With Liberty and Connectivity For All - Robert Wright

Global intelligence - bigger

NOTE: Following up on his "Buliding One Big Brain" NY Times Opinionator blog post of last week, which I reposted here with an introduction and links to other books on the subject, Robert Wright further explores the implications of an emerging planetary superorganism comprised of nature, humanity, and technology. (For those interested in this subject, I highly recommend Wright's book, Nonzero: The Logic of Human Destiny and Joel deRosnay's, The Symbiotic Man: A New Understanding of the Organization of Life and a Vision of the Future.)

July 13, 2010
NY Times Opinionator Blog Post - original link here
With Liberty and Connectivity for All

When you write a column suggesting that maybe the Internet is weaving the human race into a giant superorganism, you naturally wonder whether readers will think you’re crazy. So last week, having written that column, I checked out the comments section.  “Yes,” wrote someone from Minnesota known as Greenpa, “the superorganism is quite real. As I’ve been saying for 40 years, to anyone I thought would not instantly run for the men in white with the big butterfly nets.”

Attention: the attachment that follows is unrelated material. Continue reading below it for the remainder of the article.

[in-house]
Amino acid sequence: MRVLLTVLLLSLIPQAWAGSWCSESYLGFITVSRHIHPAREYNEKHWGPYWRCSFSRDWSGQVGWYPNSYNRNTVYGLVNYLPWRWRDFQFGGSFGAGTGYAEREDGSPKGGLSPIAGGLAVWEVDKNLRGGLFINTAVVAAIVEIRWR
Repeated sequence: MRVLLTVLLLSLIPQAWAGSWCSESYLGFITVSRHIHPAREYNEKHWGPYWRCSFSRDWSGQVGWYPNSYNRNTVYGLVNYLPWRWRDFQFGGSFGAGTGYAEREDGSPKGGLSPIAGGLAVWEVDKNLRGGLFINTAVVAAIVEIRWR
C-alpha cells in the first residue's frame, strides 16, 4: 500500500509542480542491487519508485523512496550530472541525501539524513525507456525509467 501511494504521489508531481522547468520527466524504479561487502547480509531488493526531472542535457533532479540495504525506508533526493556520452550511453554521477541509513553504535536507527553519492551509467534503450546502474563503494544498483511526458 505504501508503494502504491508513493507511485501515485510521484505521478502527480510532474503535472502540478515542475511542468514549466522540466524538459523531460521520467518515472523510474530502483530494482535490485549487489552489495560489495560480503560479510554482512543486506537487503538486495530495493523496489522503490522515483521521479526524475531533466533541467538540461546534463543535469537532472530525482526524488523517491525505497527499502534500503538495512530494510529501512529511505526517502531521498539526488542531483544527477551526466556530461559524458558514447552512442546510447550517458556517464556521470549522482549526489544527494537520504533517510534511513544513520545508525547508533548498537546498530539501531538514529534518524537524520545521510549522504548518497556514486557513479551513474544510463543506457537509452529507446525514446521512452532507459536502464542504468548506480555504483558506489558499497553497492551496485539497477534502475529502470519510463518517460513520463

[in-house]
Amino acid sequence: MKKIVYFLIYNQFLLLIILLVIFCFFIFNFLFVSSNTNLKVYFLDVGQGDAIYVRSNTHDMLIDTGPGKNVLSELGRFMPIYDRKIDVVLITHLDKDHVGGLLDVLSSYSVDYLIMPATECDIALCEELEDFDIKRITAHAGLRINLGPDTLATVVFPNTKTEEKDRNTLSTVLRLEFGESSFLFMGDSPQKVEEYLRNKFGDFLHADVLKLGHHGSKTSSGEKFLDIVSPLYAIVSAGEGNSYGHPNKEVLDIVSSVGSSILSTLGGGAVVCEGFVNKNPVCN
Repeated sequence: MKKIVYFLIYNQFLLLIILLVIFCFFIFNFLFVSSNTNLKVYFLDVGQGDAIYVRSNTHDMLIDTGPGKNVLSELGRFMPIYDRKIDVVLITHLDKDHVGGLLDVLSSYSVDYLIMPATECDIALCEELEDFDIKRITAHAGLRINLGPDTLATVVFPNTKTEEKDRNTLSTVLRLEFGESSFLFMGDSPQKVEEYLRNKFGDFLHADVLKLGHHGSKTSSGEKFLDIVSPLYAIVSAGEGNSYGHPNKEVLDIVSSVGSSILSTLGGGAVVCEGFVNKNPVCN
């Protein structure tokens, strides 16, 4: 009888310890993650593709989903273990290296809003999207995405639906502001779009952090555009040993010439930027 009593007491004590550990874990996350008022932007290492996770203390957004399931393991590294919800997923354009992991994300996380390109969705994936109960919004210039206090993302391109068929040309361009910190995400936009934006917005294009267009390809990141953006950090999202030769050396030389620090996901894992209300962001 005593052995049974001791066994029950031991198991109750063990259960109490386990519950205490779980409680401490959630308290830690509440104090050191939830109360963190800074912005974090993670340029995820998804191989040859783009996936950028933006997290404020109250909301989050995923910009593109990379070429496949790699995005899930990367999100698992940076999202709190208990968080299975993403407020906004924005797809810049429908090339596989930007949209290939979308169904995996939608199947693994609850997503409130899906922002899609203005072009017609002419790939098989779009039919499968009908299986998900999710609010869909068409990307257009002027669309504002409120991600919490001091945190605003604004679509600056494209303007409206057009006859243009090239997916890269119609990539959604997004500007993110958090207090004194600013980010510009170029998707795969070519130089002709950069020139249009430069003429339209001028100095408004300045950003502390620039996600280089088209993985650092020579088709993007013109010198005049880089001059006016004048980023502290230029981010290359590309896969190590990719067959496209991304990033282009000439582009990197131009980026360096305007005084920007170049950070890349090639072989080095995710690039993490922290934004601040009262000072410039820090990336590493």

Thanks for the reassurance, Greenpa. Happily, few commenters issued a call for butterfly nets. Indeed, some took the column seriously enough to get spooked by it. Thinking of us as mere cells whose needs are trumped by the survival imperatives of a global techno-organism “gives me shivers,” said the commenter DA06488.

Many others, far from thinking I’d gone off the deep end, encouraged me to venture beyond the shallows. Several recommended that I read the mystical Catholic theologian Pierre Teilhard de Chardin, who in the mid-20th century built a theology around the superorganism idea. He saw the emergence of a global brain (the “noosphere”) as part of God’s plan to lead humanity toward “Point Omega” — which, as best as I can make out from Teilhard’s dense, poetic writing, will be a kind of worldwide organic love blob. (Count me in!)

One commenter — the theologian Philip Hefner, who once wrote a pithy little book on Teilhard — suggested that a Teilhardian view could allay the fears of the DA06488s of the world, showing that we cells needn’t be enslaved or diminished by the superorganism. Teilhard, wrote Hefner, “saw that the evolution toward the interconnected brain is one pole of the dialectic, while the enhancement of the ‘cell’ is a co-equal pole… . One needs to have a metaphysic (or theology) that recognizes both elements of this dialectic. Perhaps you can write your next piece on this balancing of the two poles.”

Well, it’s been a slow news week, so why not? I mean, I can’t come up with a whole theology. But I can highlight a sense in which the emerging superorganism challenges us cells to reach greater moral and spiritual heights — and, in the process, to preserve our hard-earned freedom, thus leaving DA06488 little cause to get the shivers.